Harry Takes Off, Part 6
The walk back through the town was similar to the outward journey, except for the marching columns of soldiers heading East. Their thudding boots raised clouds of dust that dried the throat and the regular rhythm of their passing was punctuated by commands from the sergeants.
Harry made a point of counting them as they passed and had reached a number over a thousand by the time they regained the main building. But there had already been soldiers before them and they just kept on coming.
Khuwelsa had extracted the lead from one of the cisterns while perched on the toilet lid, and replaced the missing metal with a wad of folded cotton, sliced from Harry’s petticoat using a small knife. She thought her makeshift replacement would hold for perhaps a few hours. They hoped to be away before they were discovered.
The second part of the plan was trickier.
When they approached the door to their prison Harry allowed Khuwelsa to go ahead of her and through the open door. Harry turned on Johannes.
“This is completely outrageous. My father will hear of this. There will be stern words to your government.”
“Harriet, your father is precisely the reason why you are to be kept here until tomorrow,” he said. She kept her head down and sniffed. “Fraulein Edgbaston?”
Harry knew she’d never win awards for acting but she didn’t have to do this on the stage. She pulled out a kerchief and lifted it to her face. The handkerchief had been soaked before they left the facilities and she wiped it across her face, putting dampness on her face rather than taking it off. She rubbed her eyes hard in an effort to redden them. With her complexion crying always made her blotchy and quite ugly (as Khuwelsa had pointed out on more than one occasion).
She sniffed again and raised her eyes. Johannes sifted his feet and looked uncomfortable. “There is no need for tears, Harry.” He glanced at the guards, all looking at him, and then patted her awkwardly on the shoulder. “You must go into the room now.”
She sobbed, pretended to suppress it, which caused something of problem in her throat and turned into a short fit of coughing. She felt Johannes patting her shoulder again. Men are so useless, she thought. Give them a gun with something to shoot and they’re all bravado and swagger. Faced with a crying girl, they crumble.
Which was just what she had counted on.
Khuwelsa’s voice drifted from the room. “It’s alright, Harry, I’ll look after you.” That was her signal she had finished. Harry was grateful, the next stage involved collapsing to the floor in a dead faint and she hated smelling salts. And as she wasn’t wearing a corset it might be unconvincing.
She sniffed. “Thank you for being so kind, Johannes.” She closed on him and raising herself on tip-toes gave him a peck on the cheek. She turned and walked into the room. The door shut with a firm click.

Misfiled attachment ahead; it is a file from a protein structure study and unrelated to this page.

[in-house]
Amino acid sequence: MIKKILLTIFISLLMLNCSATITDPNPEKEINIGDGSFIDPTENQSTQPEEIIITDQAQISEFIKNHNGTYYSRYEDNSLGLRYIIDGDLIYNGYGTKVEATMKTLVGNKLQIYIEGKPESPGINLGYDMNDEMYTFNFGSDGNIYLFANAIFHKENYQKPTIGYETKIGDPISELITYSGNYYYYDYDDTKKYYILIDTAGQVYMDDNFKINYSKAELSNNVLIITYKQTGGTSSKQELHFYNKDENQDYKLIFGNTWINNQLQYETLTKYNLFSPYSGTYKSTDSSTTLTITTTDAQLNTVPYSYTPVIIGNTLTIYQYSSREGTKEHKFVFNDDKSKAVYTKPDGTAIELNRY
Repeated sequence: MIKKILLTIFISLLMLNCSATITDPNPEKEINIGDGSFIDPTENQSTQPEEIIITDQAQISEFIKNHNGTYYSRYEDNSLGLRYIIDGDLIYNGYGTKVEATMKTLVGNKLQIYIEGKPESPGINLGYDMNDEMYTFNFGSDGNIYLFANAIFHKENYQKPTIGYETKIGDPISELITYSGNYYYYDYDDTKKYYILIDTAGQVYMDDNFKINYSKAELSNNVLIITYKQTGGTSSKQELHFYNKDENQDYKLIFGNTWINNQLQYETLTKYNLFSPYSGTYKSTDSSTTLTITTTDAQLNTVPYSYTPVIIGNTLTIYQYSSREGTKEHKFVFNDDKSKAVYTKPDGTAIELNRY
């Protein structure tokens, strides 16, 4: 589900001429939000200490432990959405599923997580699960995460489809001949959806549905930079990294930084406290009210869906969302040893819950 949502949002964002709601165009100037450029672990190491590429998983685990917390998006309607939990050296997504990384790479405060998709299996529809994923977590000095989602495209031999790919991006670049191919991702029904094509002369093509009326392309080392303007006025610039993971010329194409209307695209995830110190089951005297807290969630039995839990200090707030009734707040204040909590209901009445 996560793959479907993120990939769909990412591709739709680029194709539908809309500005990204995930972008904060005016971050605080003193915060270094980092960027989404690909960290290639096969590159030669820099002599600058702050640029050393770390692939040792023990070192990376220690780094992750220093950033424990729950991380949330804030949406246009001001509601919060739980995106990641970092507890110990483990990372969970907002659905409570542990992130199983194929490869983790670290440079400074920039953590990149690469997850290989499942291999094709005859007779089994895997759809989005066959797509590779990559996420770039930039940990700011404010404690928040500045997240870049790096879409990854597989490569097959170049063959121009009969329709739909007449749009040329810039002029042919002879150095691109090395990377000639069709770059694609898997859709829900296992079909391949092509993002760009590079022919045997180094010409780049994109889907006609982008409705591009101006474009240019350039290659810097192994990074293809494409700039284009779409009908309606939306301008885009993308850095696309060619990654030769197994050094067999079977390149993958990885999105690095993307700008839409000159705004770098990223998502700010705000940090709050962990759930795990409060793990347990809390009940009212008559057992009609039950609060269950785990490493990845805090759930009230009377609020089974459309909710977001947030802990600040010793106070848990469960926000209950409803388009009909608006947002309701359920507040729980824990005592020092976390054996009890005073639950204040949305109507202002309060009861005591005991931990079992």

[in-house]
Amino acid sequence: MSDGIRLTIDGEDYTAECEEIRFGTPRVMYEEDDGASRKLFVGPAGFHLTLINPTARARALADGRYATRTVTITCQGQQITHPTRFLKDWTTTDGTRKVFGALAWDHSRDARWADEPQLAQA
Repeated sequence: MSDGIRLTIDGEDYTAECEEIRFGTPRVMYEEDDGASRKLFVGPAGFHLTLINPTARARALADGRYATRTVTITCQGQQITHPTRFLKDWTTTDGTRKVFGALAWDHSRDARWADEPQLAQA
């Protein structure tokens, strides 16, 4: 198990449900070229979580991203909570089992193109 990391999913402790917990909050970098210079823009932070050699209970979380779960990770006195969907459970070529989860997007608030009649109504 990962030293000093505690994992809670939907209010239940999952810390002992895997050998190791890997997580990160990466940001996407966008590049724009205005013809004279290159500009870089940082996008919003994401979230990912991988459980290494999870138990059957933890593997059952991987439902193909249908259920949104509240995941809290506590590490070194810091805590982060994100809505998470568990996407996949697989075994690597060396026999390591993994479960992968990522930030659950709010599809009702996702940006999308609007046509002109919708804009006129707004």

Khuwelsa could barely contain her laughter. She put her hand on Harry’s shoulder. “It’s alright, Harry, I’ll look after you.”
“Oh stop it, he was trying to be nice.”
Then she too had a fit of giggles that she desperately tried to suppress. “Did you do it?”
Khuwelsa nodded. “Of course, I did.”
Harry went to the window and the humour went out of her. The army continued to march past and she counted a further thousand men as she peered through the window of their prison. And that didn’t include the five hundred she estimated must have gone past when she wasn’t looking.
The column charged to equipment, numerous steam and diesel-powered automatic artillery units. She had no experience with which to judge how powerful they were but there was a group that had barrels that she thought she could stick her head into. Or Johannes’s head.
Finally came a hundred steam trucks carrying supplies and support staff.
Could the Germans really be going to war?
If she needed any further convincing, an hour or so before dusk the sky was filled with the sound of a hundred engines as the German air fleet went over. Followed finally by three zeppelins that were so low they filled the sky.
They needed to get out and warn her father.
Below them, in the courtyard sat the Pegasus so near, and as yet unattainable. They might be able to get out of the room but how could they possibly get down there, inside, get the furnace going and all without getting shot by some trigger happy German.
It was seven in the evening when a meal was brought. She made sure she ate everything, even though it was not very appetising. Khuwelsa never had a problem eating anything that was put before her. There had been a time when she had been starving, and when Harry’s father had brought her home she had been scared too.
Harry looked over at her friend who was busy fiddling with her tools in the fading light. She smiled. That was a long time ago.
At eleven o’clock the lights went out. The guards still patrolled but the number of people out in the streets and in the compound was greatly reduced. That was the good thing about armies. They even slept by the clock.
But she couldn’t afford to do that. So she continued to stand at the window looking out even though she kept slipping as she drifted to sleep. On one occasion she caught herself after deciding that lying down for a few minutes would be completely fine.
It was then a rattling alarm went off.